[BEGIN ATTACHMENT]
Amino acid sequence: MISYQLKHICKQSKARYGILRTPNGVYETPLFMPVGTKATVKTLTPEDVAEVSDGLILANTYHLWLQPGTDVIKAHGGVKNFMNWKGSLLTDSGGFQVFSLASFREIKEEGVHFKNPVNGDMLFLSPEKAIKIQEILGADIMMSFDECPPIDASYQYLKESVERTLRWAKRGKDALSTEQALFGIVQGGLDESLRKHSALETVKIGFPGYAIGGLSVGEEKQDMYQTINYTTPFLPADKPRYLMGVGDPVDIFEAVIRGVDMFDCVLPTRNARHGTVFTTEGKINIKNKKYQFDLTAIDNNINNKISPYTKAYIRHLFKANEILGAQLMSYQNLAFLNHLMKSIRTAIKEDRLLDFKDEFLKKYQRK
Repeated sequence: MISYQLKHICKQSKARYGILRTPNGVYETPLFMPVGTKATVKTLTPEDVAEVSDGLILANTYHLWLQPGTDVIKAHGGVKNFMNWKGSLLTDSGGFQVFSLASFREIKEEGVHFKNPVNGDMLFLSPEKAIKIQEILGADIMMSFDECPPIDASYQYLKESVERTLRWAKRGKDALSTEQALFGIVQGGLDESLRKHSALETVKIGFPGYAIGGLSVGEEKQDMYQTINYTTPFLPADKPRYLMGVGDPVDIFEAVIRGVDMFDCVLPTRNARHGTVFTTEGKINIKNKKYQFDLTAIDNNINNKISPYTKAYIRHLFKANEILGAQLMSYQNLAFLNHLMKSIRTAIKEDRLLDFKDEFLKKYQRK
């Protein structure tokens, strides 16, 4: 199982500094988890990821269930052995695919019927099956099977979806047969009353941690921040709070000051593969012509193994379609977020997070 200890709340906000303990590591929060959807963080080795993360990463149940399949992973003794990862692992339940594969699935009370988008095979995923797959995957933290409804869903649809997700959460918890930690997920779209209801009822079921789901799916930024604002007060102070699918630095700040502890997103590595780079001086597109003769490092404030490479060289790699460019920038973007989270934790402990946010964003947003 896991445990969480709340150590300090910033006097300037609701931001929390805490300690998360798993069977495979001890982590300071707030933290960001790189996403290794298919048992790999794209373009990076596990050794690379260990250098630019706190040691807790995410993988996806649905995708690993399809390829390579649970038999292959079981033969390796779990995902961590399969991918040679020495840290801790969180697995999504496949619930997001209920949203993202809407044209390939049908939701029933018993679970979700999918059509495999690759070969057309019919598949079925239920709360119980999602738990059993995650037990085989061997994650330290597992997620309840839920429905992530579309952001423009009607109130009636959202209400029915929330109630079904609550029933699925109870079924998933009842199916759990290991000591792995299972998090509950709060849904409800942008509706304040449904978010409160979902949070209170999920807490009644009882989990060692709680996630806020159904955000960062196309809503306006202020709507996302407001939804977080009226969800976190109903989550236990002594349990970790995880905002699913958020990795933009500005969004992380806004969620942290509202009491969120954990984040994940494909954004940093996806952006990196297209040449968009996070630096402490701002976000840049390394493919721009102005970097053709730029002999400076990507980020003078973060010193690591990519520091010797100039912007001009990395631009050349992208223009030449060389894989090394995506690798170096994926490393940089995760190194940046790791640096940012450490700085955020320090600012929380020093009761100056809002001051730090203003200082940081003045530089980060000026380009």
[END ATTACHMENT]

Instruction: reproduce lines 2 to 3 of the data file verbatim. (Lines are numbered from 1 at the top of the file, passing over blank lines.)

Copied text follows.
Repeated sequence: MISYQLKHICKQSKARYGILRTPNGVYETPLFMPVGTKATVKTLTPEDVAEVSDGLILANTYHLWLQPGTDVIKAHGGVKNFMNWKGSLLTDSGGFQVFSLASFREIKEEGVHFKNPVNGDMLFLSPEKAIKIQEILGADIMMSFDECPPIDASYQYLKESVERTLRWAKRGKDALSTEQALFGIVQGGLDESLRKHSALETVKIGFPGYAIGGLSVGEEKQDMYQTINYTTPFLPADKPRYLMGVGDPVDIFEAVIRGVDMFDCVLPTRNARHGTVFTTEGKINIKNKKYQFDLTAIDNNINNKISPYTKAYIRHLFKANEILGAQLMSYQNLAFLNHLMKSIRTAIKEDRLLDFKDEFLKKYQRK
């Protein structure tokens, strides 16, 4: 199982500094988890990821269930052995695919019927099956099977979806047969009353941690921040709070000051593969012509193994379609977020997070 200890709340906000303990590591929060959807963080080795993360990463149940399949992973003794990862692992339940594969699935009370988008095979995923797959995957933290409804869903649809997700959460918890930690997920779209209801009822079921789901799916930024604002007060102070699918630095700040502890997103590595780079001086597109003769490092404030490479060289790699460019920038973007989270934790402990946010964003947003 896991445990969480709340150590300090910033006097300037609701931001929390805490300690998360798993069977495979001890982590300071707030933290960001790189996403290794298919048992790999794209373009990076596990050794690379260990250098630019706190040691807790995410993988996806649905995708690993399809390829390579649970038999292959079981033969390796779990995902961590399969991918040679020495840290801790969180697995999504496949619930997001209920949203993202809407044209390939049908939701029933018993679970979700999918059509495999690759070969057309019919598949079925239920709360119980999602738990059993995650037990085989061997994650330290597992997620309840839920429905992530579309952001423009009607109130009636959202209400029915929330109630079904609550029933699925109870079924998933009842199916759990290991000591792995299972998090509950709060849904409800942008509706304040449904978010409160979902949070209170999920807490009644009882989990060692709680996630806020159904955000960062196309809503306006202020709507996302407001939804977080009226969800976190109903989550236990002594349990970790995880905002699913958020990795933009500005969004992380806004969620942290509202009491969120954990984040994940494909954004940093996806952006990196297209040449968009996070630096402490701002976000840049390394493919721009102005970097053709730029002999400076990507980020003078973060010193690591990519520091010797100039912007001009990395631009050349992208223009030449060389894989090394995506690798170096994926490393940089995760190194940046790791640096940012450490700085955020320090600012929380020093009761100056809002001051730090203003200082940081003045530089980060000026380009």